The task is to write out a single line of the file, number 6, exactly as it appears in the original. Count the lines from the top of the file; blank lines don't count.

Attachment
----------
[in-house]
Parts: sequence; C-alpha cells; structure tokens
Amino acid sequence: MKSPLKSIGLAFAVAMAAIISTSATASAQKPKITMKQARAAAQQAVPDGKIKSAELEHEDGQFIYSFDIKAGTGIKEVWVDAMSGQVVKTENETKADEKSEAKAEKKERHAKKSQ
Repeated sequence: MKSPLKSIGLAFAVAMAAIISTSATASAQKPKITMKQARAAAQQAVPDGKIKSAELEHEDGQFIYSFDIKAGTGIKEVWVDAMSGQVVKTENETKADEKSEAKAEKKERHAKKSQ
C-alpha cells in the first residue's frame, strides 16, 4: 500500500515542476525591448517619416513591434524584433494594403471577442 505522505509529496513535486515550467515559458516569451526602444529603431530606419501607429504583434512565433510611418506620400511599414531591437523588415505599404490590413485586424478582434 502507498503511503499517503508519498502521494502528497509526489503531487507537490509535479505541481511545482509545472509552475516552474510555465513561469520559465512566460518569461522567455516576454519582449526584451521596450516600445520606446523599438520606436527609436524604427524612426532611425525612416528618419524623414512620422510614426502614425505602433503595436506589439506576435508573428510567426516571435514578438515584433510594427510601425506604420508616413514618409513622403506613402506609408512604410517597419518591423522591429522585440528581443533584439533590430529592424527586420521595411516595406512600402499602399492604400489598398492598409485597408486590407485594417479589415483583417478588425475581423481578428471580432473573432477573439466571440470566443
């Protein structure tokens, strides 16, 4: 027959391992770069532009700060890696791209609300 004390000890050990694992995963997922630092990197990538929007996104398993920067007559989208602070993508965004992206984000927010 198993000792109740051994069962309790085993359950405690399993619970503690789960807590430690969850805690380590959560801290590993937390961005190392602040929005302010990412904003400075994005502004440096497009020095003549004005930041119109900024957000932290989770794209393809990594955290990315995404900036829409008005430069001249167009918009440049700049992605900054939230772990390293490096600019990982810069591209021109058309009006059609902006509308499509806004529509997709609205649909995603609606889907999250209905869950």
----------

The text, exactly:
């Protein structure tokens, strides 16, 4: 027959391992770069532009700060890696791209609300 004390000890050990694992995963997922630092990197990538929007996104398993920067007559989208602070993508965004992206984000927010 198993000792109740051994069962309790085993359950405690399993619970503690789960807590430690969850805690380590959560801290590993937390961005190392602040929005302010990412904003400075994005502004440096497009020095003549004005930041119109900024957000932290989770794209393809990594955290990315995404900036829409008005430069001249167009918009440049700049992605900054939230772990390293490096600019990982810069591209021109058309009006059609902006509308499509806004529509997709609205649909995603609606889907999250209905869950």